Medical students and residents are immersed in a task-driven culture that objectifies the patients we are supposed to care about. At work I�d make long lists and then feel satisfied as each item got checked off, particularly on post-call days when tucking all the patients in, as we called it, was the only way to get out�like parents who, after putting their children to bed, could finally rest. The first priority every morning was to discharge patients so their beds could be filled with new ones. A delay occurred if we had to meet with their families to discuss, for instance, whether they could return home or needed to go to a nursing home. One of the disincentives to spending time with patients was that doing so cut into time for completing tasks. Task completion drove us and was the measure of our success. How did such a state of affairs come to pass? First, it�s important to acknowledge that practicing medicine really does require following a lot of steps. And then I tell myself, the only solution is to be awake to the miracle now. LIFE IS LIVED forward, but self-knowledge takes time and experience. We all come to marriage with the completely valid hope of being loved for ourselves. We have the right to expect love, and the responsibility to give love. That is the sacred human compact at the heart of marriage. It's what we strive to commit to, honor, nurture, and remember, in good times and bad. My advice to every newlywed, to every new parent, and to every busy work-family juggler is don't let that die. Once it dies, once you've closed your heart, it's really, really hard to open it back up. It may prove impossible. Like everything else in life, investing early works better than trying to catch up later. Any spot along this carbon chain that is not bound by two hydrogen atoms is called an unsaturation point. Fats with only one unsaturation point are called monounsaturated fats and fats that have more than one are referred to as polyunsaturated fats.

Makes sense, right? If you�ve ever wondered about why omega-3 fats and omega-6 fats (also known as fatty acids, or n- fats) are named that way, well, it is also because of their structure. Fats are named by where their first unsaturation point occurs. So on omega-3 fats, the first carbon that is not paired with hydrogen atoms is the third. This does not give any indication as to how many saturation points there are, just where the first one occurs. And finally, what is a trans fat? For our purposes, a trans fat forms when an unsaturated fat has been artificially converted into a saturated fat by the addition of hydrogen atoms. That�s why anything that has partially hydrogenated oils will contain trans fat. When patients are admitted to the hospital, the doctor�s orders specify everything that happens, including what they will eat (diabetic diet), their activity level (up in chair), how often they�ll be awakened at night (vitals), and what will happen if they stop breathing (code status). This all keeps staff busy. And when the various scans and blood work come back, the resident has to piece it all together to figure out what to do next. While challenging at first, it soon becomes routine. I remember the first time I admitted 12 patients during the night�the maximum allowed per call shift�with two interns under my supervision, and experienced the satisfaction of knowing that I knew what I was doing. I imagine it�s similar to the pilot in training who gets to a point where they realize they�re not likely to crash the plane, even in bad weather. Physician and pilot have, respectively, achieved competence. However, a plane is an object, and a patient is a person. Philosopher and theologian Martin Buber distinguished between two ways of experiencing the world: as I-It or as I-Thou, with the former referring to the manner in which we relate to people as if they were objects and the latter as how we should strive to relate to them as people. Unfortunately, we are prone to relate to others as objects once they have labels. Every single day, it's important to look at the long game, and to keep your eye on what you want: to give and receive love. But when marriages die, I don't believe that it is only out of neglect or error.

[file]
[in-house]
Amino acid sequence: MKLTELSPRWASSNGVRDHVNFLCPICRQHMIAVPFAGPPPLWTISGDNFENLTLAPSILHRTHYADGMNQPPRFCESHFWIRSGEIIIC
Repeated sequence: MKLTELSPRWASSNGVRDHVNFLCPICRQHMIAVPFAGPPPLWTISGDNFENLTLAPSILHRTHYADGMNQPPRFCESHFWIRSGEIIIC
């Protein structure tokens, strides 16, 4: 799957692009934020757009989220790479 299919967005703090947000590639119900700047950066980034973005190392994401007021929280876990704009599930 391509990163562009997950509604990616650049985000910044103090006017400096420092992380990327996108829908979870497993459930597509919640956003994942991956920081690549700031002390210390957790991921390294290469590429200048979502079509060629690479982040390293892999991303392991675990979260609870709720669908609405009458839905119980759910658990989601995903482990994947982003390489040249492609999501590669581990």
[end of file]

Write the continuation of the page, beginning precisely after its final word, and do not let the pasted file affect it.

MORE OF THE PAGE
Wednesday, 29 April 2020

I am not in this world to live up to your expectations